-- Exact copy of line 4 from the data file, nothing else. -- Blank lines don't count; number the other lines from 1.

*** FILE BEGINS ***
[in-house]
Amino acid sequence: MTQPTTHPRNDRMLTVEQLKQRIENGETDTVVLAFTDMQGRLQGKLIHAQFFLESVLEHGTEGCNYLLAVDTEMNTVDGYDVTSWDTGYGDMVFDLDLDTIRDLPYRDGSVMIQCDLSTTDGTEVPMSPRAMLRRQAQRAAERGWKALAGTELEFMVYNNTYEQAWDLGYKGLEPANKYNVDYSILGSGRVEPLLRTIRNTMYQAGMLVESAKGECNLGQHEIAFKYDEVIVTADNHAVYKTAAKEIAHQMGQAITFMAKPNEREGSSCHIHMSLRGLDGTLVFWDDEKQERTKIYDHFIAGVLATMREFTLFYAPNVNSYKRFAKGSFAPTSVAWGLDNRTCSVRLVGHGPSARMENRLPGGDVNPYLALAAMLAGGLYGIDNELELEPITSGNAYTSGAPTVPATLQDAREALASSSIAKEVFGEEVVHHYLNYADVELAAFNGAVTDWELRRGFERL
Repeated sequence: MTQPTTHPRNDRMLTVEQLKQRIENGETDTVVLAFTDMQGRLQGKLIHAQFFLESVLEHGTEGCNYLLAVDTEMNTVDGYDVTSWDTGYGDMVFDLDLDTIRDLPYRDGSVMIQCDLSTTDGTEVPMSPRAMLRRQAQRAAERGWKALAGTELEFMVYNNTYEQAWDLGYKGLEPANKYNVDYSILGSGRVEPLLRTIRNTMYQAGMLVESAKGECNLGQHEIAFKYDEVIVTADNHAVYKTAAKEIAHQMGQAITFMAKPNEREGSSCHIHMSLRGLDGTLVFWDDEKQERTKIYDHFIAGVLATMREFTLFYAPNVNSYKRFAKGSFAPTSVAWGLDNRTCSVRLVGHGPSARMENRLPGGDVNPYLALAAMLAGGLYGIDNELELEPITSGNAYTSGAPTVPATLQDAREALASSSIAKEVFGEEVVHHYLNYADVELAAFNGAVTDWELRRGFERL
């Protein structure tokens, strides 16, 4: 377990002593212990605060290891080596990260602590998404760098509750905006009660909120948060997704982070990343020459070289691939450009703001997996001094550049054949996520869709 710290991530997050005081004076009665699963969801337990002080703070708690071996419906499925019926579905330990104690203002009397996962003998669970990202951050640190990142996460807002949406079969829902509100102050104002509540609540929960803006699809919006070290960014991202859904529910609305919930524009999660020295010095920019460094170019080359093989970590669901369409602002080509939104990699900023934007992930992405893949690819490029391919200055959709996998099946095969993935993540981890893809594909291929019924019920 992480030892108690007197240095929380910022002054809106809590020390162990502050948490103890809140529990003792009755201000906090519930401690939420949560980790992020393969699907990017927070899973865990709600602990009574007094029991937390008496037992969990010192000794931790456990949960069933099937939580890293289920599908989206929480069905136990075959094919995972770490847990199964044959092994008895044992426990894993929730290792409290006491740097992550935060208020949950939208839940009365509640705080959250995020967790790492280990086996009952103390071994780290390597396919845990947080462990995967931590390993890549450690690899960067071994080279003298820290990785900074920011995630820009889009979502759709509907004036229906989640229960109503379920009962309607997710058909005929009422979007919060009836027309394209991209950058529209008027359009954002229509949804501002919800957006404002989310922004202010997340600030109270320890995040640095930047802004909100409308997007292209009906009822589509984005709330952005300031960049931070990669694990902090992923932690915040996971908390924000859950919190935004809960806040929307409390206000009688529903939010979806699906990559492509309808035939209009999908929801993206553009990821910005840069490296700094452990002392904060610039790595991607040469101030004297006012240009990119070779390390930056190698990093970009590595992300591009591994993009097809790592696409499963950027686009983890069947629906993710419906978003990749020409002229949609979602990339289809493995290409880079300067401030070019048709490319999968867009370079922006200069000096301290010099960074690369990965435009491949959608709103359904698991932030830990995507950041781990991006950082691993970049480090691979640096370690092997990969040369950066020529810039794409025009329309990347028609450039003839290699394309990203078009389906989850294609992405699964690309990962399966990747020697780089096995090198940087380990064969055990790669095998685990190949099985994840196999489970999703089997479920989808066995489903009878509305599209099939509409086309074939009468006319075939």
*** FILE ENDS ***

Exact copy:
């Protein structure tokens, strides 16, 4: 377990002593212990605060290891080596990260602590998404760098509750905006009660909120948060997704982070990343020459070289691939450009703001997996001094550049054949996520869709 710290991530997050005081004076009665699963969801337990002080703070708690071996419906499925019926579905330990104690203002009397996962003998669970990202951050640190990142996460807002949406079969829902509100102050104002509540609540929960803006699809919006070290960014991202859904529910609305919930524009999660020295010095920019460094170019080359093989970590669901369409602002080509939104990699900023934007992930992405893949690819490029391919200055959709996998099946095969993935993540981890893809594909291929019924019920 992480030892108690007197240095929380910022002054809106809590020390162990502050948490103890809140529990003792009755201000906090519930401690939420949560980790992020393969699907990017927070899973865990709600602990009574007094029991937390008496037992969990010192000794931790456990949960069933099937939580890293289920599908989206929480069905136990075959094919995972770490847990199964044959092994008895044992426990894993929730290792409290006491740097992550935060208020949950939208839940009365509640705080959250995020967790790492280990086996009952103390071994780290390597396919845990947080462990995967931590390993890549450690690899960067071994080279003298820290990785900074920011995630820009889009979502759709509907004036229906989640229960109503379920009962309607997710058909005929009422979007919060009836027309394209991209950058529209008027359009954002229509949804501002919800957006404002989310922004202010997340600030109270320890995040640095930047802004909100409308997007292209009906009822589509984005709330952005300031960049931070990669694990902090992923932690915040996971908390924000859950919190935004809960806040929307409390206000009688529903939010979806699906990559492509309808035939209009999908929801993206553009990821910005840069490296700094452990002392904060610039790595991607040469101030004297006012240009990119070779390390930056190698990093970009590595992300591009591994993009097809790592696409499963950027686009983890069947629906993710419906978003990749020409002229949609979602990339289809493995290409880079300067401030070019048709490319999968867009370079922006200069000096301290010099960074690369990965435009491949959608709103359904698991932030830990995507950041781990991006950082691993970049480090691979640096370690092997990969040369950066020529810039794409025009329309990347028609450039003839290699394309990203078009389906989850294609992405699964690309990962399966990747020697780089096995090198940087380990064969055990790669095998685990190949099985994840196999489970999703089997479920989808066995489903009878509305599209099939509409086309074939009468006319075939």